Today, you don’t need to look too far to find an example of what we’re doing to our planet. Whether it’s man-made climate change or you are looking into the impact our habits have on the environment, this is a topic that is growing all the time.
And it’s easy to see why; the planet we live on is quite important too, you know, our survival and prosperity. So, when we find out that the magnetic field of the Earth has helped to remain habitability on the planet twice before, we should be very thankful.
At the same time, maybe we should do more to pull our own weight?
Scientific experts have found that the planet has used its magnetic field twice to keep the planet habitable. The magnetic field was formed not long after the formation of the planet, and it’s played a vital role in encouraging life to emerge.
Indeed, it’s also been seen as a fine example of what science should be looking for when it comes to looking into alien lifeforms across the solar system.
The magnetic field that is around our planet is used to help deflect away harmful particles sent out from the sun. It’s also believed that Mars once has its own magnetic field, but it has been lost or destroyed.
That played a role in why the oceans are lifeless and the planet itself is stripped of any genuine atmosphere. With a magnetic field around Earth, though, we can retain habitability.
A study, which was published in the PNAS scientific journal, found the early magnetic field formed some 4.5bn years ago. That’s around 1 billion years earlier than was previously assumed.
John Tarduno, a Professor of Geophysics at the University of Rochester, made this discovery in the past. He said: "Early in Earth history the planet had to contend with intense solar winds streaming from the young sun,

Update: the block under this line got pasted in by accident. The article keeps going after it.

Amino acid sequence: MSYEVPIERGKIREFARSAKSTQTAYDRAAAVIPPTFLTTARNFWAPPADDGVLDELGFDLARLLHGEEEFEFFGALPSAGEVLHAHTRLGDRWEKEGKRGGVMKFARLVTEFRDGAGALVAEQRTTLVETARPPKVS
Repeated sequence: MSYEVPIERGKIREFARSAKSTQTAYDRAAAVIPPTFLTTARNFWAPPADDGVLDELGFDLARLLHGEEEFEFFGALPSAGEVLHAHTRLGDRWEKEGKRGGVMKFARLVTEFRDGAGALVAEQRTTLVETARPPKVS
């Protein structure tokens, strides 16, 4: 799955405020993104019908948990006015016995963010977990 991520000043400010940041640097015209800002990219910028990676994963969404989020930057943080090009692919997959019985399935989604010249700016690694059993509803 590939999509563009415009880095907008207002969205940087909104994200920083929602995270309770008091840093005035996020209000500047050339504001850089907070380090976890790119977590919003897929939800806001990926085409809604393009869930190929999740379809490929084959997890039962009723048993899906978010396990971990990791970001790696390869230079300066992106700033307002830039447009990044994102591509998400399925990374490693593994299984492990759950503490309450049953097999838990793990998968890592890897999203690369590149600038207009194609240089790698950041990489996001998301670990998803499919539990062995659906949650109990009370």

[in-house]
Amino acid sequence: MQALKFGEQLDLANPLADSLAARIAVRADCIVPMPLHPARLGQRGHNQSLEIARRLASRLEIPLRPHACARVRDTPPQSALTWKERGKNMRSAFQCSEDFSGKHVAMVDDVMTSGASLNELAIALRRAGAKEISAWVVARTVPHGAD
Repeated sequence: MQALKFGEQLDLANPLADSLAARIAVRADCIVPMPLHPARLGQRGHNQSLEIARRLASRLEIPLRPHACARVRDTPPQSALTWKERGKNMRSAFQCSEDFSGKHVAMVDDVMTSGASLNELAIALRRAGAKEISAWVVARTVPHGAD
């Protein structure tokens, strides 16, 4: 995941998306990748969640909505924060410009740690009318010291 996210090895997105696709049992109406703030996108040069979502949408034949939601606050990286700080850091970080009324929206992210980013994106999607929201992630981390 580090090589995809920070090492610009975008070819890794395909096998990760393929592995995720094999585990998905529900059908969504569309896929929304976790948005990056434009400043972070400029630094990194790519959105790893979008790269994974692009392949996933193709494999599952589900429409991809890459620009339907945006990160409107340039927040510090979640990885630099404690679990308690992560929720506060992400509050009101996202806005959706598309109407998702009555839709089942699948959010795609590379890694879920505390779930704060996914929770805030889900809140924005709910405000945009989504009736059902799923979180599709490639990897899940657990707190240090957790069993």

These winds had the potential to erode the atmosphere, ultimately stripping the Earth of its water. Thus, Earth might have looked more like Mars today.
Instead, Earth's magnetic field provided a shield against the solar wind, preventing atmospheric erosion and massive water loss."
Tarduno has continued to research this topic and has found that the early magnetic field was much stronger than was previously first thought. They studied a series of zircon crystals, some of which are among the oldest materials that we can find on the planet.
Tarduno continued, saying: "Measuring Earth's earliest magnetic field is so difficult because the planet's oldest rocks have been metamorphosed over the billions of years since their formation," Tarduno explained.
"However, the magnetization held by select crystals bearing magnetite inclusions—zircons—can preserve records of the earliest field."
It's believed that at 4.1bn and 4bn years ago, the planet's magnetic field was extremely strong. This was likely caused due to the cooling process taking place after formation.
Fast forward to around 565m years ago, and the magnetic field itself almost collapsed. Thankfully, the inner core began to grow and it was able to grow strong enough again to allow for life to form on this planet.
Whether this helps us to find out what planets to look into for signs of alien life or not, we don’t know. What we do now know, though, is that the magnetic field has quite literally kept us from becoming the new Mars on a couple of occasions.